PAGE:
What’s the difference between an HSA and FSA? Learn the pros and cons of both.
Who Can Get Over-the-Counter Hearing Aids?
OTC hearing aids are intended for people 18 or older with a mild to moderate hearing impairment. They’re not meant for everyone or every situation, kind of like drugstore reading glasses.
If you have severe hearing loss or a specific hearing issue — such as deafness in just one ear — you should consult an audiologist.
Likewise, you should see a doctor right away if you experience dizziness, sudden hearing loss, pain or discomfort in your ears as these can be signs of a more serious medical condition.
Visiting the audiologist can also be beneficial if you want professional advice on how to choose the right hearing aids or need help adjusting or repairing your OTC device.
The Hearing Loss Association of America offers this tip sheet to help you decide if OTC hearing aids are right for you. It also includes questions to ask yourself when shopping around for a new device.
Wait, Haven’t OTC Hearing Aids Been Around For a While?
Devices known as personal sound amplification products, or PSAPs, have been on the market for years. The same goes for TV amplifiers, hearing assistive devices and hearing protection devices.
While these direct-to-consumer products boost your ability to hear certain sounds in specific situations, they’ve never been approved to help treat hearing loss.
The quality of these products varies widely. Attorneys general in New York, California and Texas have warned consumers about low-quality amplifiers falsely marketed as over-the-counter hearing aids in recent years.
The FDA said it is clamping down on this deceptive advertising.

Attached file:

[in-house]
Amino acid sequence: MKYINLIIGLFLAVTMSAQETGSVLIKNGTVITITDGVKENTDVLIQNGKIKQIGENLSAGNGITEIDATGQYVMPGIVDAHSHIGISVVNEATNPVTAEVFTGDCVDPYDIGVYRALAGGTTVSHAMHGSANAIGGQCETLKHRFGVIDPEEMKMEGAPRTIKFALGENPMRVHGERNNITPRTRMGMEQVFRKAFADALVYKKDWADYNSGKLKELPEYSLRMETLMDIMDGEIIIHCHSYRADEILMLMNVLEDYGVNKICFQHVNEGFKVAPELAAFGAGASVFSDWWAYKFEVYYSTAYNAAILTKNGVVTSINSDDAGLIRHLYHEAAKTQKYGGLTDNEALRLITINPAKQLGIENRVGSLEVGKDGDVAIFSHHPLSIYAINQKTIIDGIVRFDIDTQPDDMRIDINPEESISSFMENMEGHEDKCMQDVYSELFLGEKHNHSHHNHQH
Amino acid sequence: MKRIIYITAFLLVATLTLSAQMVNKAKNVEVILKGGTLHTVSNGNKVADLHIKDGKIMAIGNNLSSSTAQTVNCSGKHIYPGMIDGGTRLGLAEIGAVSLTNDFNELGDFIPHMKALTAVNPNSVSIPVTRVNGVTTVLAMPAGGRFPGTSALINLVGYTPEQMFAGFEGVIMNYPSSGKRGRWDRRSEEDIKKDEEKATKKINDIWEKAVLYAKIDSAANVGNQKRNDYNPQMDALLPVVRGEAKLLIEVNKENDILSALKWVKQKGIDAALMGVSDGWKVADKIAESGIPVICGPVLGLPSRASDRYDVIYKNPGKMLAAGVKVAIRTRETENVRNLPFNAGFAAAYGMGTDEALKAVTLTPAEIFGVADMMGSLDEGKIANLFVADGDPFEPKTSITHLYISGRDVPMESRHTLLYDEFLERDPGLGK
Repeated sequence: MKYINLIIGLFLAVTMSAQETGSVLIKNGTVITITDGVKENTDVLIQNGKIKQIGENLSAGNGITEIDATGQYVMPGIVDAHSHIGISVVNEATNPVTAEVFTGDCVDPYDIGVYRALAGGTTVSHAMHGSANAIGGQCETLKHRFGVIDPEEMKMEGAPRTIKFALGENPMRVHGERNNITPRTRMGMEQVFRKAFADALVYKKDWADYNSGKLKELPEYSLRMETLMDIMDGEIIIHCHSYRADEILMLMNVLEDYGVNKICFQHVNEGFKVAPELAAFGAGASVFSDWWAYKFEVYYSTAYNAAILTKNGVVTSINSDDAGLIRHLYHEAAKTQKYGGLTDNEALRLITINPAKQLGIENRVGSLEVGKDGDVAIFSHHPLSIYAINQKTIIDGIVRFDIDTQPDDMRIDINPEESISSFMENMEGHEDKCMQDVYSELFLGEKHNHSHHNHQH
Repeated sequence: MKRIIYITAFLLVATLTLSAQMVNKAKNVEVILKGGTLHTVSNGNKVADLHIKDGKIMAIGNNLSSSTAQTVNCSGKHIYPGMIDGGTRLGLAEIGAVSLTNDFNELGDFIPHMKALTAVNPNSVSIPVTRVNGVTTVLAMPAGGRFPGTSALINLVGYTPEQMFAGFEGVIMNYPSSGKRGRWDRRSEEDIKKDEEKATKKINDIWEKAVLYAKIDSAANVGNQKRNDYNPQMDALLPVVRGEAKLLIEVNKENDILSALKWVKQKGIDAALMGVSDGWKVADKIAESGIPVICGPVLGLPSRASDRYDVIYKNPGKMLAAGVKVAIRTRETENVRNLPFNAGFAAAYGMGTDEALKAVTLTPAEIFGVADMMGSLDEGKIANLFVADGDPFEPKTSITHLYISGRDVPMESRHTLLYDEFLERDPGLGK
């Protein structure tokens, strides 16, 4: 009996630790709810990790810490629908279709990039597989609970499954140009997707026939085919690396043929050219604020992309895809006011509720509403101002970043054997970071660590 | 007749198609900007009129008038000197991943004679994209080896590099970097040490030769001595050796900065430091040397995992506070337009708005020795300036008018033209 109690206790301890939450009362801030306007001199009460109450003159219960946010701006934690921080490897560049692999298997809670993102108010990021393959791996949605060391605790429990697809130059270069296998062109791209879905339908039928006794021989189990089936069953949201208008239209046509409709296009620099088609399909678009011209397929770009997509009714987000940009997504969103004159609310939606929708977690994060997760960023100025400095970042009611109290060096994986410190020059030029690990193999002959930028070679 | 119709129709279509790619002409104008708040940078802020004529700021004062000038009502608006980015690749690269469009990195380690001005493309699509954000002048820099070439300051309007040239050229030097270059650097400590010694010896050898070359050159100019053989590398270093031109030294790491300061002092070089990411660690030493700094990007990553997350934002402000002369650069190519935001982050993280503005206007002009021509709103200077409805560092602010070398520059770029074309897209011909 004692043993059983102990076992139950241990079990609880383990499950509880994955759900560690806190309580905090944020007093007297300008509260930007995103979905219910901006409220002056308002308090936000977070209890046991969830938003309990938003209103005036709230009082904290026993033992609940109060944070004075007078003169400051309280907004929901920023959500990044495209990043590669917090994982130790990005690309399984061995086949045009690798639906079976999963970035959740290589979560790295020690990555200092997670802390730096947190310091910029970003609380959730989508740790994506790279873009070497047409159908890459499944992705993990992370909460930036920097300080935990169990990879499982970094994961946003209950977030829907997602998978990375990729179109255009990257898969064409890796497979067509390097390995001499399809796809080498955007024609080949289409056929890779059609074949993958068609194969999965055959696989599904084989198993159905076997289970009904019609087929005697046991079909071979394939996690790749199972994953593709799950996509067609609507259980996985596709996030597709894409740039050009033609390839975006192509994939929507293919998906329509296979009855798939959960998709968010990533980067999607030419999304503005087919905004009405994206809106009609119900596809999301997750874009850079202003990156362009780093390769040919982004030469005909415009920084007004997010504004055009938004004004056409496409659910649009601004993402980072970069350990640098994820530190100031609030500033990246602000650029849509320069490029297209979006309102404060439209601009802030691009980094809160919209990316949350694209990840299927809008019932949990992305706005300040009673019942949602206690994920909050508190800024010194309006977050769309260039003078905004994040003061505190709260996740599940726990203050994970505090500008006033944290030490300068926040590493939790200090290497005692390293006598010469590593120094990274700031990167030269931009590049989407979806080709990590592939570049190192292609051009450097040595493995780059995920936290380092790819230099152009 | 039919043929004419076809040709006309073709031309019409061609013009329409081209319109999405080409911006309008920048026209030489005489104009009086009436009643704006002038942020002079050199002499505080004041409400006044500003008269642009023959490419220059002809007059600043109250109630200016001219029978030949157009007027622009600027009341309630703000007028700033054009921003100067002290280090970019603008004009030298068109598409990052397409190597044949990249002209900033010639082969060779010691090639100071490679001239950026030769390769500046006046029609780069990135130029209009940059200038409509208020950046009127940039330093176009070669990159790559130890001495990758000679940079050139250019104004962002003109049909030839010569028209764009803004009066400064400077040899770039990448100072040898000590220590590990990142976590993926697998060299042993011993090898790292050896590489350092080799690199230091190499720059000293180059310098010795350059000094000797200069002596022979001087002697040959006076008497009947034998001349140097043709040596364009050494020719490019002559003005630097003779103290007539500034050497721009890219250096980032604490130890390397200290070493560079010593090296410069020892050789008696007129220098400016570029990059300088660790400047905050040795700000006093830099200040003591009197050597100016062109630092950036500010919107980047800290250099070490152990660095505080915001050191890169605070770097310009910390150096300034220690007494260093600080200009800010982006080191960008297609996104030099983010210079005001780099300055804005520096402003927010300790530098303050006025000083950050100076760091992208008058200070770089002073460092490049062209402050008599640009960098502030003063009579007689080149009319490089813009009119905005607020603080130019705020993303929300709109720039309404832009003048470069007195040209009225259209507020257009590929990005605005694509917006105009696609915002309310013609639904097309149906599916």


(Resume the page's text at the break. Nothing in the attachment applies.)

OTC hearing aids will be regulated as medical devices by the FDA, and must adhere to strict specifications and labeling guidelines.
Approval for OTC hearing aids has been years in the making.
In 2017, Congress ordered the FDA to craft regulations for over-the-counter devices and the proposal was signed by former president Donald Trump.
Little progress was made after that. In July 2021, President Joe Biden called on the FDA to take action “to promote the wide availability of low-cost hearing aids.”
The FDA reviewed more than 1,000 public comments and tweaked the proposal before approving the final ruling Aug. 16, 2022.
How Do You Buy OTC Hearing Aids?
Over-the-counter hearing aids will be advertised and sold in pharmacies, big-box stores, online and through the mail. You won’t need a prescription from a hearing specialist to buy these devices.
You fit them yourself, and you might be able to control and adjust the settings in ways that people with prescription hearing aids cannot.
An automated hearing test may be offered through a smartphone app so you can test your hearing at home.
You’ll probably use a smartphone or computer to install and customize your devices as well.
Companies like Audicus, Bose, Eargo, Jabra, Lexie and Lively are all expected to be big players in the OTC market. Additional manufacturers and devices will also emerge over the next few years.
More consumer guidance on how to buy and use OTC hearing aids is expected in the coming weeks.
Rachel Christian is a Certified Educator in Personal Finance and a senior writer for The Penny Hoarder.